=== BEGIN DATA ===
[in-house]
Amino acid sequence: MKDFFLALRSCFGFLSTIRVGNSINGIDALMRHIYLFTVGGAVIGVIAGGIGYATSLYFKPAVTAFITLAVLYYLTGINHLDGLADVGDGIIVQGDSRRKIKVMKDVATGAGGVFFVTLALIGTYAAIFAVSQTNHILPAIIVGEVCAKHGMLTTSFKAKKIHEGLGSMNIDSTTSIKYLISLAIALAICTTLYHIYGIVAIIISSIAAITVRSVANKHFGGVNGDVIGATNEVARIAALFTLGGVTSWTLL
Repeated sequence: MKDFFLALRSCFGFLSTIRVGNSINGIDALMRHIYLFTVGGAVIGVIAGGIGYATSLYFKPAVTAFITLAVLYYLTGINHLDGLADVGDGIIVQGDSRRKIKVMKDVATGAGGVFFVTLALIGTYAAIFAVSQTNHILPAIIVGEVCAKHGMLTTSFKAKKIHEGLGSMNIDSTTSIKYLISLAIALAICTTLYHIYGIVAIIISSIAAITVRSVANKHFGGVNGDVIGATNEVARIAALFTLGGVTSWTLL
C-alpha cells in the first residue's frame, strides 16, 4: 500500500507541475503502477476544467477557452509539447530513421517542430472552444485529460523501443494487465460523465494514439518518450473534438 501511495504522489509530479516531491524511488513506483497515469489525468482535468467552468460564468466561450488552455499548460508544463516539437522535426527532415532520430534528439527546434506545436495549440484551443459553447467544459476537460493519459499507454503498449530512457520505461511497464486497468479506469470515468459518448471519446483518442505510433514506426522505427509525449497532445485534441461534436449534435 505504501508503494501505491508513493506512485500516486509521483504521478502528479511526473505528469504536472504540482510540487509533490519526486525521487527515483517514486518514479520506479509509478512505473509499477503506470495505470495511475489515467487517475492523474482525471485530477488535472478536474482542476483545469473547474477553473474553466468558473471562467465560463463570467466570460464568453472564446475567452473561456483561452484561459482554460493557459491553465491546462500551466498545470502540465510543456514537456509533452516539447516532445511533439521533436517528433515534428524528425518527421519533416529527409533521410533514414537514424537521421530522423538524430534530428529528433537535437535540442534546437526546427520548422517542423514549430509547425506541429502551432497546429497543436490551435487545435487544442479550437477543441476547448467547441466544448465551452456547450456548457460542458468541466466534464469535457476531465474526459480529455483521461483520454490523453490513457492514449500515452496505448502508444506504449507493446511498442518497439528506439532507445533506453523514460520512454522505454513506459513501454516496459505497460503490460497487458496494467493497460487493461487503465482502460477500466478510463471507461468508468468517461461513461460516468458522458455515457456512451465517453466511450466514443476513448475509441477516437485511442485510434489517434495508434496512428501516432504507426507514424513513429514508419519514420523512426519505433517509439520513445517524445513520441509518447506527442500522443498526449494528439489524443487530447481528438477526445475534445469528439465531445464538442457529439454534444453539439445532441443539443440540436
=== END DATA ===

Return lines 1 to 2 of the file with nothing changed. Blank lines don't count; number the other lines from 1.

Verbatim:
[in-house]
Amino acid sequence: MKDFFLALRSCFGFLSTIRVGNSINGIDALMRHIYLFTVGGAVIGVIAGGIGYATSLYFKPAVTAFITLAVLYYLTGINHLDGLADVGDGIIVQGDSRRKIKVMKDVATGAGGVFFVTLALIGTYAAIFAVSQTNHILPAIIVGEVCAKHGMLTTSFKAKKIHEGLGSMNIDSTTSIKYLISLAIALAICTTLYHIYGIVAIIISSIAAITVRSVANKHFGGVNGDVIGATNEVARIAALFTLGGVTSWTLL